2 Research recommendations
The Guideline Development Group has made the following recommendations for research, based on its review of evidence, to improve NICE guidance and patient care in the future.
2.1 Symptoms of gastro‑oesophageal reflux gastro‑oesophageal reflux disease (GORD) in infants, children and young people with a neurodisability
What are the symptoms of GORD in infants, children and young people with a neurodisability?
The evidence reviewed on the symptoms associated with GORD in children and young people with a neurodisability was limited to 3 studies and graded as low‑ to very low‑quality. The lack of a set of clearly defined features makes GORD difficult to recognise and differentiate from other vomiting problems. The proposed study would use objective measures of reflux (such as oesophageal pH monitoring) to assess GORD symptoms in infants, children and young people with a neurodisability.
What is the effectiveness and cost effectiveness of a trial of hydrolysed formula in formula‑fed infants with frequent regurgitation associated with marked distress?
There is a widespread belief that GOR and/or GORD in formula‑fed infants is often caused by intolerance to cows' milk. As a result, health professionals often prescribe a trial of hydrolysed formula as a substitute for cows' milk formula. This has resource implications because hydrolysed formula is more expensive than cows' milk formula. Additionally, there is no evidence on the clinical or cost effectiveness of this approach. Therefore, it is proposed that a randomised controlled trial is undertaken to explore this question. It is important to consider 2 population subgroups:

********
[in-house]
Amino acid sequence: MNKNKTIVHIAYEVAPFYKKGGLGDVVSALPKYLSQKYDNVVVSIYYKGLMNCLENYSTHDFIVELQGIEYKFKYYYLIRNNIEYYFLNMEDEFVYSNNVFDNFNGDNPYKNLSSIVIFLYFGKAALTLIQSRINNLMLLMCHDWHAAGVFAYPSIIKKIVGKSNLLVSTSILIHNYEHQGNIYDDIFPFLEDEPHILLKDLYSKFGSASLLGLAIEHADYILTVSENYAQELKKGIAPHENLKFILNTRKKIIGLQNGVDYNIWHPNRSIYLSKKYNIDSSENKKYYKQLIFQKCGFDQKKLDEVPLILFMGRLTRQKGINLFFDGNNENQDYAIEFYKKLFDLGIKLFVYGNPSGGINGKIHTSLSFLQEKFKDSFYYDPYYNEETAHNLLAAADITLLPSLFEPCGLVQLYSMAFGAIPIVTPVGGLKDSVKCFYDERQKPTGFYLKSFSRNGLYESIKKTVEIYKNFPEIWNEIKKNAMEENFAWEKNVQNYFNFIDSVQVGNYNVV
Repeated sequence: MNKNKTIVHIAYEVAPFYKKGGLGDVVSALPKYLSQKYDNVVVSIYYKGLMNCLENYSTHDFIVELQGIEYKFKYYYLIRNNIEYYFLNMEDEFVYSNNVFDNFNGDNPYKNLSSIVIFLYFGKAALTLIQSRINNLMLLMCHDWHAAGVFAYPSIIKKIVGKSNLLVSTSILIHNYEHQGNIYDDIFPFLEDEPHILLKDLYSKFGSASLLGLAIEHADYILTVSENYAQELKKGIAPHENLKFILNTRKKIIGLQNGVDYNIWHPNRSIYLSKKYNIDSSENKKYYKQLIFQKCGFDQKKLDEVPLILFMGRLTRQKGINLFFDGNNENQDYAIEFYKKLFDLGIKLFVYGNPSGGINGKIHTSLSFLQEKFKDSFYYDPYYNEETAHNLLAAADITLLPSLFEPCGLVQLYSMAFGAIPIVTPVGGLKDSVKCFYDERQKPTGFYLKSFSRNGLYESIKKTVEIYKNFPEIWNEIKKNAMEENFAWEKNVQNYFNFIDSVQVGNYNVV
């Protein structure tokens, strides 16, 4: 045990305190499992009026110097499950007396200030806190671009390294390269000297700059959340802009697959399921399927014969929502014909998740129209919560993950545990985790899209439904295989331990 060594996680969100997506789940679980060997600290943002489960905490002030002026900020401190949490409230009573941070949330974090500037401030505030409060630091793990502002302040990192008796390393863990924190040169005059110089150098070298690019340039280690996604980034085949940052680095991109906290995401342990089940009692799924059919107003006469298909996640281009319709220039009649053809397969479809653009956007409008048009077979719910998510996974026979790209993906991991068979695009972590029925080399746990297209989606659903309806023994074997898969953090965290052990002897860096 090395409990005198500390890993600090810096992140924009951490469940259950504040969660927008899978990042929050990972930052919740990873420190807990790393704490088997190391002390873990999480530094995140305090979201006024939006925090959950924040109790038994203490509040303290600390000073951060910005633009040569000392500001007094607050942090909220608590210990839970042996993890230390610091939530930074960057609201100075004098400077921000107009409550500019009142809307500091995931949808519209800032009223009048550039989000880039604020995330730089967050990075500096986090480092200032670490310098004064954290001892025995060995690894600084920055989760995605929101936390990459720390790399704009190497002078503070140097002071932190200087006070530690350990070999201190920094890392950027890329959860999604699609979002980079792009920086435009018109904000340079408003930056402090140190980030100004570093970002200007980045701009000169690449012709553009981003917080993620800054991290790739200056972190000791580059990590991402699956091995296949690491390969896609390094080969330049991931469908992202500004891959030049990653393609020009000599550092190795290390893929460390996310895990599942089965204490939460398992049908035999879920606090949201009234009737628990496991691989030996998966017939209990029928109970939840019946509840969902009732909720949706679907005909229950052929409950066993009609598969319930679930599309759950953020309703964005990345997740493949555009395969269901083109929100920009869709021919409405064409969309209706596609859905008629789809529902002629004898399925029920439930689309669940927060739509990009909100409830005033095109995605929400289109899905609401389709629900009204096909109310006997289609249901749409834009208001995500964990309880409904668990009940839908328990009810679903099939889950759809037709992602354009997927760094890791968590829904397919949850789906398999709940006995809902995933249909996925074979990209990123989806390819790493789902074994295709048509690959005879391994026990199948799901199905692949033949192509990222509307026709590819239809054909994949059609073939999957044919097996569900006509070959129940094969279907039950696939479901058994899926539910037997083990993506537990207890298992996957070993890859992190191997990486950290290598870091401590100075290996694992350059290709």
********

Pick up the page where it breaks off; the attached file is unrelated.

infants with a personal or family history of atopic conditions
infants whose GOR and/or GORD has not responded to the initial management outlined in this guideline (up to and including alginates).
In infants, children and young people with overt or occult reflux, is fundoplication effective in reducing acid reflux as determined by oesophageal pH monitoring?
Fundoplication is used to manage severe GORD. At present, there is limited evidence that overt regurgitation is reduced after surgery. However, this has not been objectively measured. In addition, the effect of surgery on occult reflux has not been assessed. This is important because surgery may be masking a continuing problem. The proposed study would monitor regurgitation before and after fundoplication using oesophageal pH monitoring. This may help health professionals identify which infants, children and young people will benefit from surgery.